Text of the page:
Georgetown’s proposed fiscal year 2020-21 budget would decrease the city’s property tax rate, making it the lowest of all cities in the Austin area with a population greater than 20,000, a news release said.

As a result of the lower tax rate and a decline in the average taxable value of homestead property, the average Georgetown homeowner is expected to pay lower property taxes next year, the release added.

The overall proposed budget comes in at 10% lower than the adopted fiscal year 2019-20 budget. The general fund, which pays for services such as public safety, streets, library services, and parks and recreation, would increase by 3.7%—lower than the city’s population growth of 7.2%.

The proposed budget would decrease the city’s property tax rate by $0.002. The average homestead property in Georgetown has decreased in taxable value by 2.3%, down from $284,765 last fiscal year to $278,001 in FY 2020-21. Coupled with the decrease in the property tax rate, it is anticipated the average homeowner in Georgetown will pay $34 less in property tax in the upcoming year, the release said.

The full proposed budget is available for review at It totals $396 million.

“The proposed budget is intended to respond to pressures from both the uncertainty of the global pandemic and the continued growth in Georgetown,” City Manager David Morgan said in the release. “We incorporated conservative revenue estimates and adjusted expenses to address the most significant impacts of a growing population to continue providing critical services at the high standards our residents expect of us.”

Morgan will present the proposed budget during the Aug. 11 City Council workshop, which starts at 3 p.m. The council will set the maximum tax rate and public hearing dates during the regular council meeting, which starts at 6 p.m.

In-person public comments to the council are limited due to COVID-19. Residents can visit for all options and details about how to provide a comment.

The overall focus of the FY 2020-21 budget is to preserve and maintain city services, in response both to continued growth and uncertainty from the COVID-19 pandemic, the release said, adding it addresses these priorities through utility and transportation infrastructure development, public safety improvements, long-range planning initiatives, economic development achievements and sustaining city service levels.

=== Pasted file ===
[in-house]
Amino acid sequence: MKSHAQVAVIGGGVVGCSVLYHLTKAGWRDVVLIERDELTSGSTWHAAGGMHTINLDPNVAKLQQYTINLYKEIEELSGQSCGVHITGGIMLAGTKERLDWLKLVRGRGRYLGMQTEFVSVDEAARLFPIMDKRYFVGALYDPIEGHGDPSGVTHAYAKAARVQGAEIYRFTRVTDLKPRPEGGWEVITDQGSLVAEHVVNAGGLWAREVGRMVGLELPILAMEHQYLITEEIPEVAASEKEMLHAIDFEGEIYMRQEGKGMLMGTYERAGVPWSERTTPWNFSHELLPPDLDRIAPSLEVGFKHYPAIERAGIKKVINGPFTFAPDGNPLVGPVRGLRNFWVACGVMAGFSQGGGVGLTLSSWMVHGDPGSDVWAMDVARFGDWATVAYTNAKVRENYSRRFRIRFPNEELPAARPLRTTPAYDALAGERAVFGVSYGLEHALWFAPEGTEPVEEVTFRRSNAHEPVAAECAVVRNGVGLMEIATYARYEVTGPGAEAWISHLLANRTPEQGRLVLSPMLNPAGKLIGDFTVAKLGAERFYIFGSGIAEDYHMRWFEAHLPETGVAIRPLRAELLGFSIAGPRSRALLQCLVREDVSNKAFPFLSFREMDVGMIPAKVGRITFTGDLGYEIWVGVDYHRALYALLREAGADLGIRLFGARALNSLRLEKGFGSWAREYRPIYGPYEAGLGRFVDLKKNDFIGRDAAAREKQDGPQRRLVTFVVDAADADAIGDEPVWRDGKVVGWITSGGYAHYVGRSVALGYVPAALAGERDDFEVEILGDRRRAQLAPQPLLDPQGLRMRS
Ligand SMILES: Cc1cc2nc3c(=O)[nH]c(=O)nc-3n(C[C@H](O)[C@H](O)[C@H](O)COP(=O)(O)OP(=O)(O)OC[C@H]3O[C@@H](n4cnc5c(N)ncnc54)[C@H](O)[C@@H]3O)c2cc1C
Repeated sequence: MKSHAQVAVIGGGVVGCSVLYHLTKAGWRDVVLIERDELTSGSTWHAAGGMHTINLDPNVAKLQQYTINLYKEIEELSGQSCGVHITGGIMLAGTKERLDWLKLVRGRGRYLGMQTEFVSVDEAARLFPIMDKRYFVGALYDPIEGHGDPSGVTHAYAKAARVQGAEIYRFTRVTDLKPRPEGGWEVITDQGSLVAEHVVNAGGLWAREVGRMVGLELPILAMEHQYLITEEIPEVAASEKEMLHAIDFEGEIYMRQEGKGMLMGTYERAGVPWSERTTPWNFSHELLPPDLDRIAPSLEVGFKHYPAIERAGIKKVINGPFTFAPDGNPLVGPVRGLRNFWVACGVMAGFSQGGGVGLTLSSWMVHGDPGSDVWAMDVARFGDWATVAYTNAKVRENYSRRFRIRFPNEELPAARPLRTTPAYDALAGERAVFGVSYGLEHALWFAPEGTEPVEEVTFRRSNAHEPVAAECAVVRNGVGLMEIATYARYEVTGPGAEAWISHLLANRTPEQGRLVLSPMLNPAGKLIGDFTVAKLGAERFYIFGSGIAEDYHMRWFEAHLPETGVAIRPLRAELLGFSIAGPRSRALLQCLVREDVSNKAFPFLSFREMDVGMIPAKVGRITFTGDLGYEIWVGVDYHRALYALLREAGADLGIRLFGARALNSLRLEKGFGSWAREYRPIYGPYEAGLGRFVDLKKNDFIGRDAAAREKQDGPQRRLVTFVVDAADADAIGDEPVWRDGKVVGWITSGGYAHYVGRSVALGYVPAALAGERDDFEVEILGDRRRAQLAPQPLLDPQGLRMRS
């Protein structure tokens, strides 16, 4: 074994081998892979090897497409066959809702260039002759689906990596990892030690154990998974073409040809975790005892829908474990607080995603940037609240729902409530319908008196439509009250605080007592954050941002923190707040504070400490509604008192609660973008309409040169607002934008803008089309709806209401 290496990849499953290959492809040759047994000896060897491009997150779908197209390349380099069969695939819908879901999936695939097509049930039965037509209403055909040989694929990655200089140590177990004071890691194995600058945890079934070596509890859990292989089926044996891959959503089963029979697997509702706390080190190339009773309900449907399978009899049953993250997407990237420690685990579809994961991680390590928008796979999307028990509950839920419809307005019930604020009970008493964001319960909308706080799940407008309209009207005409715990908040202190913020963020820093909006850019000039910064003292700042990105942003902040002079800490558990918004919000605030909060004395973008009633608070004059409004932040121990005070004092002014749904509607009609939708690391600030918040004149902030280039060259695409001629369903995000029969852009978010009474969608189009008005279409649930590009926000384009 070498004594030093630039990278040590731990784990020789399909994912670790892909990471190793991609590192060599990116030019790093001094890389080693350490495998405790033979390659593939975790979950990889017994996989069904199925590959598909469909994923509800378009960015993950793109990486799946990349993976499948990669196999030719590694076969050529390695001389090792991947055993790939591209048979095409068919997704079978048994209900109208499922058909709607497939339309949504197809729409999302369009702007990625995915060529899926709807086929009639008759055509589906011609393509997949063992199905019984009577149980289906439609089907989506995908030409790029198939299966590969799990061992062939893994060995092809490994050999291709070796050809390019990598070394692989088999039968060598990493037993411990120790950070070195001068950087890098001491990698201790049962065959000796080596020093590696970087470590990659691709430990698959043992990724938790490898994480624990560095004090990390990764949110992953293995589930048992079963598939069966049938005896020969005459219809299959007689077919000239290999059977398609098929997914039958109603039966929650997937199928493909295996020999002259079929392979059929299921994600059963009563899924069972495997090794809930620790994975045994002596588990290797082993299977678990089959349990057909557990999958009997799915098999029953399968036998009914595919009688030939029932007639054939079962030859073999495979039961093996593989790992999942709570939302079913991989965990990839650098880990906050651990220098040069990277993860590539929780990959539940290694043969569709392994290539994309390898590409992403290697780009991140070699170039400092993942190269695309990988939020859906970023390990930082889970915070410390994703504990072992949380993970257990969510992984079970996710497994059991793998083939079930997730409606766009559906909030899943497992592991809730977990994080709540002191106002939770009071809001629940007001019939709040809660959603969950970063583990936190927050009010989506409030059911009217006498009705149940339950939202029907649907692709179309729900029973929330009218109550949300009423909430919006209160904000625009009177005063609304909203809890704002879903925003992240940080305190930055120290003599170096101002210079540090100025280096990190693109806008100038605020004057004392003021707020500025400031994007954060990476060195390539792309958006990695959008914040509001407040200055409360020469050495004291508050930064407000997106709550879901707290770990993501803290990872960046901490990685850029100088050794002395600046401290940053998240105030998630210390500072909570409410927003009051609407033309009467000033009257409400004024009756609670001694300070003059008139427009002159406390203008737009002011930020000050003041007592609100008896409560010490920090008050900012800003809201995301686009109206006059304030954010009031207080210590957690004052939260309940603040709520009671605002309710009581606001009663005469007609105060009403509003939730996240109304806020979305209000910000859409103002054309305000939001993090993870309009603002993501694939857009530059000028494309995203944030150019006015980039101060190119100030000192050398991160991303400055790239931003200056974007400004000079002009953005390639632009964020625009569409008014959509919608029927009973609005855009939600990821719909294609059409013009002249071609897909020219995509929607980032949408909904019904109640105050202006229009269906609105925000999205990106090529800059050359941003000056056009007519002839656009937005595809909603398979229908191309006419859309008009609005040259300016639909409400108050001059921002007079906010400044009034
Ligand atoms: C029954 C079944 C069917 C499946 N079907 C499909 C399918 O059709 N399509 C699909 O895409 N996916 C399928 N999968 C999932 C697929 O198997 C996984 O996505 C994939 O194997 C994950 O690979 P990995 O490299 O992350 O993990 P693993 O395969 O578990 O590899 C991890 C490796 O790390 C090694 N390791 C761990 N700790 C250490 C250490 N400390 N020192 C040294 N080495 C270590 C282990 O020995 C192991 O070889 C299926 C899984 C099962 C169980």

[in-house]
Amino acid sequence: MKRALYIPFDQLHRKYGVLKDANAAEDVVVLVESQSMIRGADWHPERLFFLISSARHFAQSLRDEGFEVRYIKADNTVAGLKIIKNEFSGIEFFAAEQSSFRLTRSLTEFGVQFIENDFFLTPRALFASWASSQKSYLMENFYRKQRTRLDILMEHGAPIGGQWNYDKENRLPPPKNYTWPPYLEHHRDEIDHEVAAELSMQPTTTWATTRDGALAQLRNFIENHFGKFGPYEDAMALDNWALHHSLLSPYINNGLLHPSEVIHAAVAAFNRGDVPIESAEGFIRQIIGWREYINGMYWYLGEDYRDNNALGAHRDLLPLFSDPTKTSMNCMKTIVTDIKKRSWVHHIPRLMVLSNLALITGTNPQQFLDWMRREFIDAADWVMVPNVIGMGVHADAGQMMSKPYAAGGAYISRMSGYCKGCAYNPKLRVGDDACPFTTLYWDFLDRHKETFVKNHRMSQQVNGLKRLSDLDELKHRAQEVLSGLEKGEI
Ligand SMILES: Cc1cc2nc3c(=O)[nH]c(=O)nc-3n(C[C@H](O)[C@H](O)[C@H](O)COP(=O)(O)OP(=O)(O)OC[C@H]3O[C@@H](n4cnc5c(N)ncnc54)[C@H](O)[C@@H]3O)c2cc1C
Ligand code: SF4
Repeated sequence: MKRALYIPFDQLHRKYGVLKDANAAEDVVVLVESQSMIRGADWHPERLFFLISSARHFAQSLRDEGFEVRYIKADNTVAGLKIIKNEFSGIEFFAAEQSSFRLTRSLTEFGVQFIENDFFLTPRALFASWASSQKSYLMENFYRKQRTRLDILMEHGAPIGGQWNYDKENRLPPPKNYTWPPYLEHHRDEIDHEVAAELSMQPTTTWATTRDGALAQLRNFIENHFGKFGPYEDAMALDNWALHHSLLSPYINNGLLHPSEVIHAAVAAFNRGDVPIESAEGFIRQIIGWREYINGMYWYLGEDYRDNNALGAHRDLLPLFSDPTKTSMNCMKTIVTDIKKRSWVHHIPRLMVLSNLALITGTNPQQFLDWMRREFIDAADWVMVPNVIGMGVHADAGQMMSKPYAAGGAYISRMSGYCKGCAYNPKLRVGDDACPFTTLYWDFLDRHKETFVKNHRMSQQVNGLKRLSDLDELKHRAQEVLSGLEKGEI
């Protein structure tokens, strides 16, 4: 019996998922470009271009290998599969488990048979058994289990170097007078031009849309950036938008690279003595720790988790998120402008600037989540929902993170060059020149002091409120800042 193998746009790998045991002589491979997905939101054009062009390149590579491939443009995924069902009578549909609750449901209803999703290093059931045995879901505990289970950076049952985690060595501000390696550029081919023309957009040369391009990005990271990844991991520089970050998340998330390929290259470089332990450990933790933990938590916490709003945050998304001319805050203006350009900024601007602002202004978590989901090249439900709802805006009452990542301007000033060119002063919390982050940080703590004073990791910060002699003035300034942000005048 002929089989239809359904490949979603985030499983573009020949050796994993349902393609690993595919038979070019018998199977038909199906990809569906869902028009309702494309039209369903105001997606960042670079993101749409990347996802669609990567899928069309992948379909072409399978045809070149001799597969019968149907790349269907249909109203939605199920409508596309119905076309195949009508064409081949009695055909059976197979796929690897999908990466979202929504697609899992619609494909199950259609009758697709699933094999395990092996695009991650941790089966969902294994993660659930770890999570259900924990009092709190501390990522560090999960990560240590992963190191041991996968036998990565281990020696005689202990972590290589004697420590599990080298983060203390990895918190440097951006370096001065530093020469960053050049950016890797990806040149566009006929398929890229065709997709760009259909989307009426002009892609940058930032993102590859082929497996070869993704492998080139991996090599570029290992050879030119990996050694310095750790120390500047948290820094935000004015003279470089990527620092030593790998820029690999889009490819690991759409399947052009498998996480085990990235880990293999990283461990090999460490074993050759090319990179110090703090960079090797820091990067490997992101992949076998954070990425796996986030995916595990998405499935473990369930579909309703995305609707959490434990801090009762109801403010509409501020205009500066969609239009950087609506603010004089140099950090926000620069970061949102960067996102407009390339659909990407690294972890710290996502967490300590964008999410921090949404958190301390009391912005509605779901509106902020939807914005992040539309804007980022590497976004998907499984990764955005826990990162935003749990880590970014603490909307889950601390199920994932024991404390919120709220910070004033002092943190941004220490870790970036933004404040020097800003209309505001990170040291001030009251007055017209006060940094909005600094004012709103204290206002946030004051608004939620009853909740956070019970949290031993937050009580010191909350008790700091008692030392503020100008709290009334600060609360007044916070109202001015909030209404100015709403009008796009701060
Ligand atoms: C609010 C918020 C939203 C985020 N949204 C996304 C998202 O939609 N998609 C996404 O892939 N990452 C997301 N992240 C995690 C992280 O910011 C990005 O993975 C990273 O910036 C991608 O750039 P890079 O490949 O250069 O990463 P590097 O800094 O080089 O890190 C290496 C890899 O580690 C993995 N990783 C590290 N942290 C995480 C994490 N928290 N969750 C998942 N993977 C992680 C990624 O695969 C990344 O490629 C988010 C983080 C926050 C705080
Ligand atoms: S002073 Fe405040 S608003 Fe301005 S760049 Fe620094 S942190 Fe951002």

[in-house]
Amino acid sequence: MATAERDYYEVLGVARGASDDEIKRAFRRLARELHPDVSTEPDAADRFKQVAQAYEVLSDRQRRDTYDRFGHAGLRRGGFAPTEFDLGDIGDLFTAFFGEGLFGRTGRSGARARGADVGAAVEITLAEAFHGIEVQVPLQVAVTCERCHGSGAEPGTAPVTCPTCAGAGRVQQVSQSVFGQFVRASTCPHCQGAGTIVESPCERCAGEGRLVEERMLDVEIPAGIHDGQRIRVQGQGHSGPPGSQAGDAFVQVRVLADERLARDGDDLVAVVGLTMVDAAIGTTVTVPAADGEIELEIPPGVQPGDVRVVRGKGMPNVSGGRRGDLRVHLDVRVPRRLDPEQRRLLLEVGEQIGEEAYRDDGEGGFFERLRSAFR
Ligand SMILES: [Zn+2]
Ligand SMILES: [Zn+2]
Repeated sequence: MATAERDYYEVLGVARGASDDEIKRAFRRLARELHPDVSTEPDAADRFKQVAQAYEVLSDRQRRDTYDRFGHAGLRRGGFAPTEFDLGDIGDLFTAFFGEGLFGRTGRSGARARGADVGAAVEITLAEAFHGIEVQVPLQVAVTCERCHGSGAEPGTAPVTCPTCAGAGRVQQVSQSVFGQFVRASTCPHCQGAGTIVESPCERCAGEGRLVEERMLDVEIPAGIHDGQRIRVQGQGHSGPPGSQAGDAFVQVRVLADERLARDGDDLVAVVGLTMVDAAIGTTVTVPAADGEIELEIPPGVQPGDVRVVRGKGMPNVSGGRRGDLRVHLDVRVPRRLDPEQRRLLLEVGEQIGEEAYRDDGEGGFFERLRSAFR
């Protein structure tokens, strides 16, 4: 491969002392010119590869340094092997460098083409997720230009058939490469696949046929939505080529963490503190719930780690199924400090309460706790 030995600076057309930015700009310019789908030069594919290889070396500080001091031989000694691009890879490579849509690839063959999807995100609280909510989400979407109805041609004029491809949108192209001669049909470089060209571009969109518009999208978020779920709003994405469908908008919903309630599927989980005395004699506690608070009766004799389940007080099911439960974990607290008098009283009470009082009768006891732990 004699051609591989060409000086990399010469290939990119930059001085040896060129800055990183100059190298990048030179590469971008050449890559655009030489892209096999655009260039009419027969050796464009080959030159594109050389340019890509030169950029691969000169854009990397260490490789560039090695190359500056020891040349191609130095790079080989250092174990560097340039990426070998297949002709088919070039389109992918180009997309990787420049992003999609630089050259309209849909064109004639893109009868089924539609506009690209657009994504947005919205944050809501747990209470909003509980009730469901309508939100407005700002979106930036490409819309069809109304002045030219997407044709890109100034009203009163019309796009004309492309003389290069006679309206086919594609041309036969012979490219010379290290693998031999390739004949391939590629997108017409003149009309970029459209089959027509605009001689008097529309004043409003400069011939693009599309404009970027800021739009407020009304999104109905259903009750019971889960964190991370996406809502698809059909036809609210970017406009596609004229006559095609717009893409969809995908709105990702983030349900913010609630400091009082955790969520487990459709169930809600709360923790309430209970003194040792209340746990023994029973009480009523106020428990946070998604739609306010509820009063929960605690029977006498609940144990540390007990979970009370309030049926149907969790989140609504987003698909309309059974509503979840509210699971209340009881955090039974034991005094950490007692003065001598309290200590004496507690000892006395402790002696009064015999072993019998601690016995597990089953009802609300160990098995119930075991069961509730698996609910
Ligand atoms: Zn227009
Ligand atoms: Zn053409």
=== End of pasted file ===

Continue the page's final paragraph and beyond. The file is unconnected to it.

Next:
Other highlights in the proposed budget include:

  • 15.5 new positions, including staff for Fire Station Number 7 and two police officers;

  • 14 frozen positions for at least part of the year;

  • $1 million in cuts to department budgets, including less funding for training, travel and supplies;

  • Competitive employee compensation and benefits, including market and merit raises for non-civil service employees and market increases and annual step for public safety employees;

  • $77.4 million in capital improvement projects, including investments in transportation, water and wastewater, electric, and the public safety complex;

  • Council discretionary funds for one-time uses, including small-area plan development for the Track Ridge Grasshopper and San Jose neighborhoods;

  • Initiating design for improvements to D.B. Wood Road, the last large project from the 2015 bond; and

  • increased sanitation rates to help pay for increased costs with Texas Disposal Systems, reconstruction of the transfer station and improvements to the household hazardous waste program.

Upcoming budget dates to know:

Aug. 11: First presentation of the full budget; City Council will set the maximum tax rate and public hearing dates.

Sept. 8: Public hearings and first reading of both the tax rate and the budget

Sept. 22: Second reading of the tax rate and budget